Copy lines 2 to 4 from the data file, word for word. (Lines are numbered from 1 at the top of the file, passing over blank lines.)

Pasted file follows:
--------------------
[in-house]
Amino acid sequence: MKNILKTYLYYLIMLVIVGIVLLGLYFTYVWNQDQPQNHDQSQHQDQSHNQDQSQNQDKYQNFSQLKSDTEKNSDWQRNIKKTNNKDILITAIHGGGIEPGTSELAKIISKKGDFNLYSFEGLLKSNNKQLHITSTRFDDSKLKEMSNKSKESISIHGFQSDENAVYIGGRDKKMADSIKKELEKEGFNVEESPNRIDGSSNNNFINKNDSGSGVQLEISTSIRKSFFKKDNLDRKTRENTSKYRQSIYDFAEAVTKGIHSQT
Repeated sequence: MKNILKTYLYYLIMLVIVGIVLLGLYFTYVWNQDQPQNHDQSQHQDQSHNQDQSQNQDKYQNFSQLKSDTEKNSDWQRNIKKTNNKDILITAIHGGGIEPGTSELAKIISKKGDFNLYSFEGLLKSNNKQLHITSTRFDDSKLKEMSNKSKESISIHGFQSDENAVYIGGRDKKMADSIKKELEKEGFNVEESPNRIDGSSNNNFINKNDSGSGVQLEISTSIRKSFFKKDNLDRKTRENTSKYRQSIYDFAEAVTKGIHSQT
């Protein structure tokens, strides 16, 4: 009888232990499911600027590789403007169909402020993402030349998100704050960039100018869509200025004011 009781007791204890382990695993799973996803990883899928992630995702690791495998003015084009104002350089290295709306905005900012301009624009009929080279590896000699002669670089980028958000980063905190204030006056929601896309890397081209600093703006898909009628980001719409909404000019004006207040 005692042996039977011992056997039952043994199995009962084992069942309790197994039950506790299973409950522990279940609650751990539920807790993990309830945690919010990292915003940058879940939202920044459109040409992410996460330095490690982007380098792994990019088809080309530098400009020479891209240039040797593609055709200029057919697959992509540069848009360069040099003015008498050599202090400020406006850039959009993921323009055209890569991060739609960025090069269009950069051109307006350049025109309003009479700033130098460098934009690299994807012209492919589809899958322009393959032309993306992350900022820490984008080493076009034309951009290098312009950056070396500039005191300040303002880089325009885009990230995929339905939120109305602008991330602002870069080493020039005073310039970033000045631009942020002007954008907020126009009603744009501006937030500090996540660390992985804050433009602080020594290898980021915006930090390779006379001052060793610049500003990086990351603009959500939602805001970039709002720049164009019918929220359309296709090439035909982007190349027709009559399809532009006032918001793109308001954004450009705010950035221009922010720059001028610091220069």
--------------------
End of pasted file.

Amino acid sequence: MKNILKTYLYYLIMLVIVGIVLLGLYFTYVWNQDQPQNHDQSQHQDQSHNQDQSQNQDKYQNFSQLKSDTEKNSDWQRNIKKTNNKDILITAIHGGGIEPGTSELAKIISKKGDFNLYSFEGLLKSNNKQLHITSTRFDDSKLKEMSNKSKESISIHGFQSDENAVYIGGRDKKMADSIKKELEKEGFNVEESPNRIDGSSNNNFINKNDSGSGVQLEISTSIRKSFFKKDNLDRKTRENTSKYRQSIYDFAEAVTKGIHSQT
Repeated sequence: MKNILKTYLYYLIMLVIVGIVLLGLYFTYVWNQDQPQNHDQSQHQDQSHNQDQSQNQDKYQNFSQLKSDTEKNSDWQRNIKKTNNKDILITAIHGGGIEPGTSELAKIISKKGDFNLYSFEGLLKSNNKQLHITSTRFDDSKLKEMSNKSKESISIHGFQSDENAVYIGGRDKKMADSIKKELEKEGFNVEESPNRIDGSSNNNFINKNDSGSGVQLEISTSIRKSFFKKDNLDRKTRENTSKYRQSIYDFAEAVTKGIHSQT
């Protein structure tokens, strides 16, 4: 009888232990499911600027590789403007169909402020993402030349998100704050960039100018869509200025004011 009781007791204890382990695993799973996803990883899928992630995702690791495998003015084009104002350089290295709306905005900012301009624009009929080279590896000699002669670089980028958000980063905190204030006056929601896309890397081209600093703006898909009628980001719409909404000019004006207040 005692042996039977011992056997039952043994199995009962084992069942309790197994039950506790299973409950522990279940609650751990539920807790993990309830945690919010990292915003940058879940939202920044459109040409992410996460330095490690982007380098792994990019088809080309530098400009020479891209240039040797593609055709200029057919697959992509540069848009360069040099003015008498050599202090400020406006850039959009993921323009055209890569991060739609960025090069269009950069051109307006350049025109309003009479700033130098460098934009690299994807012209492919589809899958322009393959032309993306992350900022820490984008080493076009034309951009290098312009950056070396500039005191300040303002880089325009885009990230995929339905939120109305602008991330602002870069080493020039005073310039970033000045631009942020002007954008907020126009009603744009501006937030500090996540660390992985804050433009602080020594290898980021915006930090390779006379001052060793610049500003990086990351603009959500939602805001970039709002720049164009019918929220359309296709090439035909982007190349027709009559399809532009006032918001793109308001954004450009705010950035221009922010720059001028610091220069």